When good oral hygiene habits like brushing and flossing are not kept, harmful bacteria are allowed to remain on the tooth surfaces. These bacteria produce acids that eat away at the tooth enamel, creating holes called cavities. Left untreated, cavities can deepen, eventually reaching the tooth root and potentially requiring an extraction. To prevent this level of damage, it’s advisable to treat the cavities in their early stages. For this, dental fillings will be placed.
Fillings are placed into a tooth after the decay has been removed in order to restore the tooth structure. They can be made of a variety of materials, each with its own pros and cons. Types of tooth fillings include gold, silver amalgam (a composite of mercury, silver, and other metals), tooth-colored composite, and porcelain. The most commonly used type of filling is composite because it can be matched to the natural tooth color, making it less conspicuous than amalgam fillings. The type of filling used for you will depend on cost, what your insurance may cover, and your aesthetic preferences.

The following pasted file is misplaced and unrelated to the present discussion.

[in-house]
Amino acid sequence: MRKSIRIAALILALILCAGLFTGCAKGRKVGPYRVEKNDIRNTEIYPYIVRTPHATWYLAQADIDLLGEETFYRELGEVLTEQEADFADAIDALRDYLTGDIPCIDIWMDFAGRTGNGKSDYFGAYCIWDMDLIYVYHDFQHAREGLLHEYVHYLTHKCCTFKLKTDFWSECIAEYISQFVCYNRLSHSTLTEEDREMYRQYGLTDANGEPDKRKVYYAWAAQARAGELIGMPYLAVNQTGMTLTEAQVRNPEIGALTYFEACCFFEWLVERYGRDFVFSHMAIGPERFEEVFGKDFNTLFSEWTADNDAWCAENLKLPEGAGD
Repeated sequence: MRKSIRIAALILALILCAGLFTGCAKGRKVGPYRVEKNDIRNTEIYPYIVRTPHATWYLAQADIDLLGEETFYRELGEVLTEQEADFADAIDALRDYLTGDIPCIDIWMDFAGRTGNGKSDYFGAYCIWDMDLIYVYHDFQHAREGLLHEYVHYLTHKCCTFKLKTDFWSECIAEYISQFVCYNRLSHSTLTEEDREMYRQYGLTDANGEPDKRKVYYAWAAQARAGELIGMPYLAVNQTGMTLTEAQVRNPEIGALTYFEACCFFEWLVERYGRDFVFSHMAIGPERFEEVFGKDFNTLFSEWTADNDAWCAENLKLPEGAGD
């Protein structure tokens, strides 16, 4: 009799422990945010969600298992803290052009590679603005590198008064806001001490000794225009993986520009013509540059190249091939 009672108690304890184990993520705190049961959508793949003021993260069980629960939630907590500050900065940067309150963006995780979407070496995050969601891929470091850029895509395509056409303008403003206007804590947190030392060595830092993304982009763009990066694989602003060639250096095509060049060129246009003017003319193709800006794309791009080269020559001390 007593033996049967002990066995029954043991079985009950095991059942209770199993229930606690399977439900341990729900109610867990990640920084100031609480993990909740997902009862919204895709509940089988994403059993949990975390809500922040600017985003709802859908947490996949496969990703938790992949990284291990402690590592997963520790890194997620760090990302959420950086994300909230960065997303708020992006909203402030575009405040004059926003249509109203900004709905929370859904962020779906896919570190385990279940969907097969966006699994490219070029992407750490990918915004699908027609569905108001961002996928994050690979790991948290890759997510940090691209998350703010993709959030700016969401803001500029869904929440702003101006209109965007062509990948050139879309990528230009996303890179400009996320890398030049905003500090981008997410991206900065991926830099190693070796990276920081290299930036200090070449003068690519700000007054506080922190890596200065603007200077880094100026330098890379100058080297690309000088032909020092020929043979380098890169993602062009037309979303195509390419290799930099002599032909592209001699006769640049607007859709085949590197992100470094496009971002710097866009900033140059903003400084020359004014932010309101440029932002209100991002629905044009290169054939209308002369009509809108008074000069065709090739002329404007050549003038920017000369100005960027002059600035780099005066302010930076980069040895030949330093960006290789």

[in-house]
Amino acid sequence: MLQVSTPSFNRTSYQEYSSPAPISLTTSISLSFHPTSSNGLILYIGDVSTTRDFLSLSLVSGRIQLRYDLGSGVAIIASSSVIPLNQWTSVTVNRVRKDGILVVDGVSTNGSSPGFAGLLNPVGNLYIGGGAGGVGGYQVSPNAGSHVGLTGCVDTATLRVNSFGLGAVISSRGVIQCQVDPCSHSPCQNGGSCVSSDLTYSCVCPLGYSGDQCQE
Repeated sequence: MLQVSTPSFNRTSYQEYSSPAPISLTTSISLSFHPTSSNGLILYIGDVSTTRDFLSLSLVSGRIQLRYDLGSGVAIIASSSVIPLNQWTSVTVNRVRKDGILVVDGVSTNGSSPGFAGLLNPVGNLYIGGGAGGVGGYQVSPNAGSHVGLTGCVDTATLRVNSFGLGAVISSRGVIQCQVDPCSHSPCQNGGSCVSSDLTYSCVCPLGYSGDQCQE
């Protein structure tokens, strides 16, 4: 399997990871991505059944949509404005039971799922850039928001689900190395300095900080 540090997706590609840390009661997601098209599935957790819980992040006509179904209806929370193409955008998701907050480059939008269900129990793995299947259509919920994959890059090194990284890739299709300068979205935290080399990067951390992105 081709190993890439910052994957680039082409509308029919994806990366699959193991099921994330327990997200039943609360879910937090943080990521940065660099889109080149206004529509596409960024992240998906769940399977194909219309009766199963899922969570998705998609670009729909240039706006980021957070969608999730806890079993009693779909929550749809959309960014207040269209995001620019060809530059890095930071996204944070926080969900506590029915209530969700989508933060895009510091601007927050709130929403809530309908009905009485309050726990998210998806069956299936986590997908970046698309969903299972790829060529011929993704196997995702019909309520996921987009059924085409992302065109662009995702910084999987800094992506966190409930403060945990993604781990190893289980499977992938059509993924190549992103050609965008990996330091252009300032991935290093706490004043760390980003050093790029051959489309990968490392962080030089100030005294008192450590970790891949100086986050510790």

The procedure for placing dental fillings is fairly simple and straightforward. It takes about one hour and can usually be completed during one appointment. X-rays may be taken to give your dentist a better view of the damage to the teeth. Before starting the treatment, the affected tooth, as well as the surrounding areas, will be numbed to avoid and lessen discomfort. Your dentist will remove the decay by drilling it out. The tooth will then be cleaned and etched with a mildly acidic solution before the filling material is placed. This will help the filling material to bond better with the tooth. The filling is placed in layers to strengthen it. To complete the procedure, excess material will be removed, and the filling will be molded to fit with the bite of the teeth and polished.
Following the procedure, your mouth will probably be numb for a few more hours, but you should be able to use the tooth.
Fillings are most often used to treat cavities, but they can also be used to repair damage to the teeth caused by injury or teeth grinding (bruxism). With proper care (brushing and flossing), fillings should last for many years. They do wear out over years of use but can be replaced if needed.